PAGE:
“Toilet blocks may not be the most exciting of buildings, but the toilets at the Druk White Lotus School were something to behold.  To call them beautiful may be a step to far, but they were definitely practical, clean and smell free!  These are things we take for granted, but in a climate where hard stone and freezing temperatures limit the drainage options compost toilets are the traditional solution.  The design of the toilet System at Druk is simple and effective.  A minor adaptation to the traditional style is an innovative solution to remove smells.  A large sheet of steel (2-3mm thick) forms the back wall to the composting space, this is painted black to heat the air behind creating an updraft.  As the cold air from the bottom of the compost pit rises it draws the smells up and out of horizontal vents at roof level.  This is an excellent solution and significantly improves the Ladakhi toilet.” – Tom Marshall

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Day 2 AM: At the school

Today the participants and school students worked on a quick sketch model of the school grounds and buildings to provide a basis for an ideas exercise with the girls.  Groups of 2 or 3 participants worked with the students doing drawings and making models to show how they think their school could be improved.

Amongst the highlights were some beautiful models of the existing buildings which the girls made from memory extremely accurately, a new model classroom and a model of an improved sports area the complete with trees to provide more shade made from leaves of plants found on site.

The key themes that emerged from the exercise were the desire for more shaded seating around the sports areas, improved sports pitches (to allow a greater variety of sports to be played) and modifications to classrooms ranging from introducing more colour, making larger windows on the east side (to make the rooms lighter but also warmer in the winter) and changing the furniture so the children could sit on the floor in a more informal arrangement.

The time with the students working in an informal manner was effective in encouraging the girls to talk openly about how they use the schools and what they would like to see changed.

“Working with the girls was all about creating a comfortable atmosphere where they would feel free to communicate, a space where the trust created would encourage deep answers… a look, a smile in response to our first tentative questions, then at some point the questions become more direct and more personal.  We also talk a bit about ourselves to show that we are not that different.   Age, language, origin; the barriers collapse and the exchange can really start.” – Joanne Massoubre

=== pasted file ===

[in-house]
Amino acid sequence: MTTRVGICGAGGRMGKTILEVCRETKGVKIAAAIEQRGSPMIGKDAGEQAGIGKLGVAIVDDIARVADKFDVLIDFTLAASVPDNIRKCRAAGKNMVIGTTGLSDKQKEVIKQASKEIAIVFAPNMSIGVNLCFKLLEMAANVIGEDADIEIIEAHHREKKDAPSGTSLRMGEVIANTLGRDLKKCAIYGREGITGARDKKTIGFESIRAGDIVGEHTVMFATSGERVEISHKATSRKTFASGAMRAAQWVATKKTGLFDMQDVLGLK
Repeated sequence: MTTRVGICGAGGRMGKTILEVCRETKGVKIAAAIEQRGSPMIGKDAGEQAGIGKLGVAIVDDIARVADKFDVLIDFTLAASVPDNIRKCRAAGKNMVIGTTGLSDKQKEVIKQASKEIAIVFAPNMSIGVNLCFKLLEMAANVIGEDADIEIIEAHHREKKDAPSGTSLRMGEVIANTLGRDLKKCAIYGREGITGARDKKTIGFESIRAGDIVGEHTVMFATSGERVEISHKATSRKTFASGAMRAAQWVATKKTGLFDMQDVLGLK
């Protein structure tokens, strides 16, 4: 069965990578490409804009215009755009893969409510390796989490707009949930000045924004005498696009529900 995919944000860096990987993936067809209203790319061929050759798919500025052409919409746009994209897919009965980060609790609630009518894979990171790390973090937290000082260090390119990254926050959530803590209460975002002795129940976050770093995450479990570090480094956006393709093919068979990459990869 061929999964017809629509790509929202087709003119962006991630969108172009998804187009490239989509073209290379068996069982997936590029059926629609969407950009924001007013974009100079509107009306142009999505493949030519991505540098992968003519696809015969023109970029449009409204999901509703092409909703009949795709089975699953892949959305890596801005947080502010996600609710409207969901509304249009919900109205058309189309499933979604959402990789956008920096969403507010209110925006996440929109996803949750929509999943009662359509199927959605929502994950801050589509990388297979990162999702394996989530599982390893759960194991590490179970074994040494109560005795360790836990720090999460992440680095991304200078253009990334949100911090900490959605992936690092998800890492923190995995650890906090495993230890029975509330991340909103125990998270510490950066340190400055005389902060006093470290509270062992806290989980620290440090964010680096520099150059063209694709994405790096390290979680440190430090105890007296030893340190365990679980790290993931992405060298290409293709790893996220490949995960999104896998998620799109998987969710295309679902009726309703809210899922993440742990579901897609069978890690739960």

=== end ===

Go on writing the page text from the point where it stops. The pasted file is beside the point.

“For the two days we spent with the girls it was immediately apparent that they loved sports.   Before we met them they had started a volleyball match amongst themselves, I joined in and was surprised how great they played and really tried to ‘bump, set, splice’.  We later talked to the P.E. teacher and he explained that the girls play volleyball, kho kho, soccer or handball each day.  The girls are passionate about football and would like a proper football pitch at their school, they even made a great model of the future pitch.” – Brooke Gasaway

“Physical education is very important to the girls who start each school day with sport, and practice or enter tournaments on Saturdays.  They watched the football World Cup in 2010 and love Ronaldo.” – Diana Mihai

“Speaking with the school P.E. teacher I learnt about the school house system.  The children belong to one of four houses which give them an identity within the school.  The four houses are named after four holy rivers in India; Gangh House (blue), Yamuna House (red), Indus House (yellow) and Saraswati House (green).  Each child wears as part of their uniform a name badge and ribbon in the colour of their house.  Sport, painting, dance competitions and quizzes are organised where the houses compete against each other.  It would be great if we could help to reinforce the house competitions possibly introducing new events, creating scoreboard and introducing areas of colour for house zones.” – Fergus Knox

Tsering Tachi (the P.E teacher, who has been helping us) also spoke about the benefits that could be achieved if the school buildings could be improved to make them comfortable in the winter.  At the moment the girls are at home for 3 months over the winter when there is little work that can be done on the land, but are in school over the summer when their families would benefit from their help with the farming.